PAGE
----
And, not surprisingly, New York is singled out as not having made any reforms, with the November 2009 Atlantic Yards case, Goldstein vs. Empire State Development Corporation, singled out:
There is one significant exception to this good news for property owners in state courts—New York. The Court of Appeals (New York’s highest court) seems stuck in the days when courts routinely ignored evidence of eminent domain abuse, refusing to give the facts any real scrutiny at all. This latest ruling from the court, which completely ignores the fundamental role of the courts in properly interpreting essential constitutional rights, tells the whole story:The latter is the case involving the Columbia University expansion; a decision is expected in a few weeks.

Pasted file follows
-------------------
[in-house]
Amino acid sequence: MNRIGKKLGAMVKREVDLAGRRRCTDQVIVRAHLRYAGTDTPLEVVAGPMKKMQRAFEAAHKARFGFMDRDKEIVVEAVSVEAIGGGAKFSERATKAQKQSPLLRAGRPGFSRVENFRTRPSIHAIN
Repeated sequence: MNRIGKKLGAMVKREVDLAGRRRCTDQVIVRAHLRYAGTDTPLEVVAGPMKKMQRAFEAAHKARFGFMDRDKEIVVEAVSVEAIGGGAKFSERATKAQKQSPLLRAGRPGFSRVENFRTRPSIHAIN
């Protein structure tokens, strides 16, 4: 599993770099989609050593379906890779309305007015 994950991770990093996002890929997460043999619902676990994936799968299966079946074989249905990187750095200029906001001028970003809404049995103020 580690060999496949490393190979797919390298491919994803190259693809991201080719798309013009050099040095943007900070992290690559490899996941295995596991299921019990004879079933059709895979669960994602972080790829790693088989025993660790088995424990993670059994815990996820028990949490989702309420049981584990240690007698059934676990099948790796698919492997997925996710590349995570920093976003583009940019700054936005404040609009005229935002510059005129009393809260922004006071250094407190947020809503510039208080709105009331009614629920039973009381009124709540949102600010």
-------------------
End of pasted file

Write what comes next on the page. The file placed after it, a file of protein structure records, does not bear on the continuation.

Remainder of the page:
It may be that the bar has now been set too low—that what will now pass as “blight,” as that expression has come to be understood and used by political appointees to public corporations relying upon studies paid for by developers, should not be permitted to constitute a predicate for the invasion of property rights and the razing of homes and businesses. But any such limitation upon the sovereign power of eminent domain as it has come to be defined in the urban renewal context is a matter for the Legislature, not the courts.
The Court of Appeals does have a chance to redeem itself in another challenge to a completely trumped-up claim of blight, combined with concealment of relevant evidence, in another case currently pending before it. New Yorkers can only hope the Court of Appeals will remove its head from the sand before reaching its final decision.